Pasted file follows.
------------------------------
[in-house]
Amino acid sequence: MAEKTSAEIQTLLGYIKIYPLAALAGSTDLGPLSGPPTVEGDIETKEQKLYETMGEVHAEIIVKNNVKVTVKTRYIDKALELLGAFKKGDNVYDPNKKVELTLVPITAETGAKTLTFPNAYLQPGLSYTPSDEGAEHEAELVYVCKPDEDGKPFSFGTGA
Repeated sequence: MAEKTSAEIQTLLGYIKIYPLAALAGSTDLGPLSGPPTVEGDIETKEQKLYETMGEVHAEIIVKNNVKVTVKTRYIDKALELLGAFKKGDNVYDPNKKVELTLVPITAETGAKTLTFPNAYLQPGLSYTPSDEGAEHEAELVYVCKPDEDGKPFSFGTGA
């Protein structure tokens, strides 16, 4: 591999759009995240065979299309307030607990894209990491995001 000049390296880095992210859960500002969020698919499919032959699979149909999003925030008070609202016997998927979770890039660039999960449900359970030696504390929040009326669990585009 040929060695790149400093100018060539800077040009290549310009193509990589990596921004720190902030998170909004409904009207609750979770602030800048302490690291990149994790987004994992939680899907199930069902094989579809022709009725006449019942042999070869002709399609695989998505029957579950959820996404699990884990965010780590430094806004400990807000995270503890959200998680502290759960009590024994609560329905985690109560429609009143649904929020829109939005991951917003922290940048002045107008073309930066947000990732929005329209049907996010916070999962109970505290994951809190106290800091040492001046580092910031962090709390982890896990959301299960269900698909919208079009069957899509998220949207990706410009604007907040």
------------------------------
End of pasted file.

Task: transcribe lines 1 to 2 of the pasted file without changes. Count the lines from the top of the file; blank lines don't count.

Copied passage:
[in-house]
Amino acid sequence: MAEKTSAEIQTLLGYIKIYPLAALAGSTDLGPLSGPPTVEGDIETKEQKLYETMGEVHAEIIVKNNVKVTVKTRYIDKALELLGAFKKGDNVYDPNKKVELTLVPITAETGAKTLTFPNAYLQPGLSYTPSDEGAEHEAELVYVCKPDEDGKPFSFGTGA